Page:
The Doji candlestick, also called a Doji star, shows indecision between buyers and sellers in the cryptocurrency market. This type of candlestick is confirmed on a technical analysis chart when the open and close prices are almost identical.
What is a Doji pattern on the candlestick chart?
In simple terms, a Doji shows that the buyers and sellers of an asset offset each other. Thus, attempts by buyers to push the price up are thwarted by sellers. Similarly, sellers’ efforts to push prices down are thwarted by buyers.
Ultimately, both parties bring the price to a pivot level. So, for example, when Bitcoin (BTC) opens and closes at $20,000 on a given day, even if its price fluctuated between $25,000 and $15,000 over the given 24-hour period.
Therefore, the price level of USD 25,000 – or the intraday high – represents the upper wick of the Doji, and the price level of USD 15,000 – the intraday low – represents the lower wick of the candle.
How does a Doji candle work?
Historically, Doji candlesticks have helped traders predict market lows and highs as a kind of calm before the storm.
For example, A Doji candlestick that forms during an uptrend could signify bullish exhaustion, i.e. more buyers moving to the sellers side, which usually leads to a trend reversal.
It is valid to note that the Doji pattern does not necessarily mean that a trend change will always occur. Rather, it shows indecision among traders about future trends.
Therefore, it is better to confirm the Doji candlestick signal with the help of additional technical indicators. For example, a technical indicator like the RSI and/or Bollinger Bands can give more weight to what the Doji pattern suggests.
Types of Doji Patterns and How to Trade Them
Doji patterns can vary based on the position and length of the shadow. These are the most popular variations:
Neutral Doji consists of a candlestick with an almost invisible body located in the center of the candlestick, with the upper and lower wicks of similar lengths. This pattern appears when bullish and bearish sentiments are balanced.
Traders can combine neutral Doji with momentum indicators such as RSI or Moving Average Convergence Divergence (MACD) to help identify potential market highs and lows.
For example, the appearance of a neutral Doji in an uptrend coinciding with an overbought RSI (>70) could indicate an impending market correction. Similarly, the appearance of the candle in a downtrend when the RSI has become oversold (
The long-legged doji has longer wicks, which suggests that buyers and sellers have tried to take control of the price action aggressively at some point during the candle’s time frame.
Traders should keep a close eye on the closing price of the candlestick when identifying a potential long-legged Doji.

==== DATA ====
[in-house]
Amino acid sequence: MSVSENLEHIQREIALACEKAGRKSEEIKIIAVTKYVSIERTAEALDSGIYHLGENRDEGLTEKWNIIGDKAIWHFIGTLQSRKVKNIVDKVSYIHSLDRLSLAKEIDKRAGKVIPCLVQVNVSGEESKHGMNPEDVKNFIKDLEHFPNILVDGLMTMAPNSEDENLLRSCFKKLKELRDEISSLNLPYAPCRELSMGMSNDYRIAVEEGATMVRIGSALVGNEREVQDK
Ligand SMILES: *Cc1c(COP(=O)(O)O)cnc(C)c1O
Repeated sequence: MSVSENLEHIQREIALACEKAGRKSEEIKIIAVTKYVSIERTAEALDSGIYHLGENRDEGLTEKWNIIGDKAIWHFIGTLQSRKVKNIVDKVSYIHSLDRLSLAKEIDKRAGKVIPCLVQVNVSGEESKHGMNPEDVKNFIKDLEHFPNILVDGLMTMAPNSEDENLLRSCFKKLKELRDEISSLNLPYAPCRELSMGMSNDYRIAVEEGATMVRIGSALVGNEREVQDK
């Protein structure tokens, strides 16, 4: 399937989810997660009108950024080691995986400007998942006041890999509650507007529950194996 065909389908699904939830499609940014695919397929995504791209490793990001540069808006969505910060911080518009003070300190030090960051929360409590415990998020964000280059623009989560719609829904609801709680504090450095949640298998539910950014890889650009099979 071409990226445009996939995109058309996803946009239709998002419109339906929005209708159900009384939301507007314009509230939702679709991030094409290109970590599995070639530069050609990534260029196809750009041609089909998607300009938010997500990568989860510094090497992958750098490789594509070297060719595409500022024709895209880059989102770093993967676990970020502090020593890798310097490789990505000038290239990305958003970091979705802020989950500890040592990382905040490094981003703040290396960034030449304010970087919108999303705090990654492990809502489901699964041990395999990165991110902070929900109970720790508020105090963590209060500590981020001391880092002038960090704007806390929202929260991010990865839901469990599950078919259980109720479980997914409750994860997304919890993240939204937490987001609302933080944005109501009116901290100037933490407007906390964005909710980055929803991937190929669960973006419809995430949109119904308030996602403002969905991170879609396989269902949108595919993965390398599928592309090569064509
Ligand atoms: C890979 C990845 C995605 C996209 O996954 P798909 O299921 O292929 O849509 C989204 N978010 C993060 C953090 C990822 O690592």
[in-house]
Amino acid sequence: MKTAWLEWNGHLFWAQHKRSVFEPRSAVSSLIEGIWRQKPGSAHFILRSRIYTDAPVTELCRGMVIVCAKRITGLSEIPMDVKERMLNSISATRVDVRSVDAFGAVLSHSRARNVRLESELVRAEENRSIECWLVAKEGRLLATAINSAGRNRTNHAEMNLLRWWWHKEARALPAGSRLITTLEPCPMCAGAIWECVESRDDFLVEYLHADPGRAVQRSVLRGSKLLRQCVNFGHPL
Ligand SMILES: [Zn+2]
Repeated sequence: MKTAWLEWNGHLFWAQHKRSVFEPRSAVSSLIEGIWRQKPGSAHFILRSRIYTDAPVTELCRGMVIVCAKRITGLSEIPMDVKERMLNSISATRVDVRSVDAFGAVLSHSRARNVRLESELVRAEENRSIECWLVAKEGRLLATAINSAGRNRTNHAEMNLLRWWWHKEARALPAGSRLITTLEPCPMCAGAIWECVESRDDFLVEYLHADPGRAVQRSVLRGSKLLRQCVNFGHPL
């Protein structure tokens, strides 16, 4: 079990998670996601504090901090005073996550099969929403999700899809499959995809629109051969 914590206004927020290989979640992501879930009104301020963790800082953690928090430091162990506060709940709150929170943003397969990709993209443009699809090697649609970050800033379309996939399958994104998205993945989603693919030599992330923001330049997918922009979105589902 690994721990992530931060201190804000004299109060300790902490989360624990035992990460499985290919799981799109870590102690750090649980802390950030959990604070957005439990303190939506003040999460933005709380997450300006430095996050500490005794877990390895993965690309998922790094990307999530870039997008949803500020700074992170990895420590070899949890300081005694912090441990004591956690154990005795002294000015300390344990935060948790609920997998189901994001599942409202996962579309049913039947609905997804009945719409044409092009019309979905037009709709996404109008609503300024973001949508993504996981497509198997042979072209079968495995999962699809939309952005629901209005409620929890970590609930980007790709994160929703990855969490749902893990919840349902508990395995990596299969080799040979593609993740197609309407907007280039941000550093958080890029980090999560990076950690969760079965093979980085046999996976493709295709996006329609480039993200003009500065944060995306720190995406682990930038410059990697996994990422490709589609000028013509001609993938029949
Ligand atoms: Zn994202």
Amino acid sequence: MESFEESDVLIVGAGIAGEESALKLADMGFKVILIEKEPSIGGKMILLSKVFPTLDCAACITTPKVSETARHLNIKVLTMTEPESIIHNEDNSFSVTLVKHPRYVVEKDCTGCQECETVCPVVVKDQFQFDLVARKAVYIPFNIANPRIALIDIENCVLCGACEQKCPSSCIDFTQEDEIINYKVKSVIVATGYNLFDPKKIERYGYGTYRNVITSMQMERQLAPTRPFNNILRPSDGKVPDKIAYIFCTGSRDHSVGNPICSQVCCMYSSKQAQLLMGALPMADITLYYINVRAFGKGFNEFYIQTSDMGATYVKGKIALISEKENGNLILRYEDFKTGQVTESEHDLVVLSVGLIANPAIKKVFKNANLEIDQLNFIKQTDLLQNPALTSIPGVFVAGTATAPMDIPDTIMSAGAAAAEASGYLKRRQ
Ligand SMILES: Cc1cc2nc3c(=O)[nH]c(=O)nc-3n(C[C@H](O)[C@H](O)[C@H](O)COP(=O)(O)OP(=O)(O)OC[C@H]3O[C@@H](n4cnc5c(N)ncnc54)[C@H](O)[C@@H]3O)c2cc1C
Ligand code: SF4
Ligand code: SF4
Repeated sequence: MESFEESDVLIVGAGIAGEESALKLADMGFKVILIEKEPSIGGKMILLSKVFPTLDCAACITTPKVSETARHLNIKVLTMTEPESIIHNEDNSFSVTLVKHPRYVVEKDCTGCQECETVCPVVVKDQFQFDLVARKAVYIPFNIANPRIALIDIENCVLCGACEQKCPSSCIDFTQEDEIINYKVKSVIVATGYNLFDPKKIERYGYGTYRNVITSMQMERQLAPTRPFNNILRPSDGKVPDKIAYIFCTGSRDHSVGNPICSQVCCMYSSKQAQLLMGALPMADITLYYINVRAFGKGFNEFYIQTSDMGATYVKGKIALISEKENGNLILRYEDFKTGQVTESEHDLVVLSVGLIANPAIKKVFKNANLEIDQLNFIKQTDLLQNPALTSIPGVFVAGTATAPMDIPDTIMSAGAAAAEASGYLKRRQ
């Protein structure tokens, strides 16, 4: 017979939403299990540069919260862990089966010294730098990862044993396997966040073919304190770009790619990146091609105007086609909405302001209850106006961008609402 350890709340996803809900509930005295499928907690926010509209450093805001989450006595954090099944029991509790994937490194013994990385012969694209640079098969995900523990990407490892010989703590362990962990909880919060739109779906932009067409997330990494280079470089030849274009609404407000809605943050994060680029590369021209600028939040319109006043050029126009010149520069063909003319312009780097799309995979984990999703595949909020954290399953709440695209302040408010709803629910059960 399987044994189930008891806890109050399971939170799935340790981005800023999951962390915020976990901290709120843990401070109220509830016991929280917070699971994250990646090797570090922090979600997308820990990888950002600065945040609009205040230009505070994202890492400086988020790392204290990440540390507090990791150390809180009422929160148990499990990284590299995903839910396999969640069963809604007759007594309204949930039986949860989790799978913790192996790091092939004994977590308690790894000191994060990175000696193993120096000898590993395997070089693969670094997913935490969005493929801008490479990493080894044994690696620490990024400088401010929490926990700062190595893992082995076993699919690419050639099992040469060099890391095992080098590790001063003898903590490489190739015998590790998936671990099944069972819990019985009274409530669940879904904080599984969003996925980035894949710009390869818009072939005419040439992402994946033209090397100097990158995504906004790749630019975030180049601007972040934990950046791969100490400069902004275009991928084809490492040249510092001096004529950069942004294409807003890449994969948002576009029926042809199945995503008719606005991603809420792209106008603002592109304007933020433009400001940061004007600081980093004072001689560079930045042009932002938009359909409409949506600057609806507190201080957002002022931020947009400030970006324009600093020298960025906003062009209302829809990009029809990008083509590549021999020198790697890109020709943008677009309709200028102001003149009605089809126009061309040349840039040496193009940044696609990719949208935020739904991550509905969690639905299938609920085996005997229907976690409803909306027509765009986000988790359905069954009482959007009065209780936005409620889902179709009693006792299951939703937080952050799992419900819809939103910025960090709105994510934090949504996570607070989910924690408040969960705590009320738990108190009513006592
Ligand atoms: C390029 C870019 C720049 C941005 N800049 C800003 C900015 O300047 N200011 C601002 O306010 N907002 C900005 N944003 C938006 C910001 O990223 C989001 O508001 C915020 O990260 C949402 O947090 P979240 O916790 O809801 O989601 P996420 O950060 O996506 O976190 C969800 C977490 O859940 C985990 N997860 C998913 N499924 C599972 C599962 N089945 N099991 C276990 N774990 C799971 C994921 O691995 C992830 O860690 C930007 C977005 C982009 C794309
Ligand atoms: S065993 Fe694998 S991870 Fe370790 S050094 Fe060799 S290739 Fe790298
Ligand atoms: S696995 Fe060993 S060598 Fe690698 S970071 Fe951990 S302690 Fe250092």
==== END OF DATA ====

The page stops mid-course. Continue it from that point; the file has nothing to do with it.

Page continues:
In particular, Doji is a bearish signal if the closing price is below the middle of the candle, especially if it is close to resistance levels. Conversely, if the closing price is above the middle of the candle, it is bullish, as the formation resembles a bullish bar pattern.
If the closing price is right in the middle, it could be considered a trend continuation pattern. In this case, you can always refer to previous candles to predict future trends.
The Dragonfly Doji looks like a T-shaped candlestick with a long bottom wick and almost no top wick. It means that the open, close and high price are almost at the same level.
If the Doji Dragon pattern forms at the end of a downtrend, it can be considered a buy signal, as shown below.
Conversely, the appearance of the candlestick during an uptrend indicates a possible trend reversal.
A Tombstone Doji represents a candlestick in the shape of an inverted T, with the open and close coinciding with the low. The candlestick indicates that the buyers tried to push the price higher but were unable to sustain the bullish momentum.
When the Tombstone Doji appears in an uptrend, it can be considered a reversal pattern. On the other hand, its appearance in a downtrend indicates a possible retracement to the upside.
four price doji
The Four Price Doji is a pattern that rarely appears on a candlestick chart, except in low volume conditions or very short periods.. In particular, it looks like a minus sign, which suggests that all four price indicators (open, close, high, and low) are at the same level over a given period.
In other words, the market did not move during the period covered by the candlestick. This type of Doji is not a reliable pattern and can be ignored. It just shows a moment of indecision in the market.
How reliable is the Doji candlestick pattern?
The Doji candlestick pattern may not provide the strongest buy or sell signals in technical analysis, and should probably be used in conjunction with other metrics. Nevertheless, it is a useful market signal to gauge the degree of indecision between buyers and sellers.
Building a trading strategy based on Doji candlestick patterns is best suited for experienced intermediate or professional traders who can easily and accurately identify given signals.
This article does not contain investment advice or recommendations. All investments and trades involve risk, and readers should do their own research when making a decision.